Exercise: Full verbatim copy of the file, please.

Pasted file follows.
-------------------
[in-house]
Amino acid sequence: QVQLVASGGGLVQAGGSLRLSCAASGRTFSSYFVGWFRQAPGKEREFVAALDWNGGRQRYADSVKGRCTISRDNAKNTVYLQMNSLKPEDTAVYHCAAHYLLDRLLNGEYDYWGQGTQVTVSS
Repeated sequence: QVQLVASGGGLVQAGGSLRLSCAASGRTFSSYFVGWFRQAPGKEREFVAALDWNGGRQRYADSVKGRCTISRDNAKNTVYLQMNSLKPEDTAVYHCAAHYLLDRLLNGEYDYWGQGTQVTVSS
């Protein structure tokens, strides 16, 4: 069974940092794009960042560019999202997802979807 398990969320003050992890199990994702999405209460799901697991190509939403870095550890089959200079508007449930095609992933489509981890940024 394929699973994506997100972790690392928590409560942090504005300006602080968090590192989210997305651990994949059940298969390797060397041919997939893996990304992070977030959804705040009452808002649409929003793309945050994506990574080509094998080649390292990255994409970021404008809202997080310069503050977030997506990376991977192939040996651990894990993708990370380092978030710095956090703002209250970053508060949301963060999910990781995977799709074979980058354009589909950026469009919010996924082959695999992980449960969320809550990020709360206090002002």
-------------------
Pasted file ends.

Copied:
[in-house]
Amino acid sequence: QVQLVASGGGLVQAGGSLRLSCAASGRTFSSYFVGWFRQAPGKEREFVAALDWNGGRQRYADSVKGRCTISRDNAKNTVYLQMNSLKPEDTAVYHCAAHYLLDRLLNGEYDYWGQGTQVTVSS
Repeated sequence: QVQLVASGGGLVQAGGSLRLSCAASGRTFSSYFVGWFRQAPGKEREFVAALDWNGGRQRYADSVKGRCTISRDNAKNTVYLQMNSLKPEDTAVYHCAAHYLLDRLLNGEYDYWGQGTQVTVSS
């Protein structure tokens, strides 16, 4: 069974940092794009960042560019999202997802979807 398990969320003050992890199990994702999405209460799901697991190509939403870095550890089959200079508007449930095609992933489509981890940024 394929699973994506997100972790690392928590409560942090504005300006602080968090590192989210997305651990994949059940298969390797060397041919997939893996990304992070977030959804705040009452808002649409929003793309945050994506990574080509094998080649390292990255994409970021404008809202997080310069503050977030997506990376991977192939040996651990894990993708990370380092978030710095956090703002209250970053508060949301963060999910990781995977799709074979980058354009589909950026469009919010996924082959695999992980449960969320809550990020709360206090002002």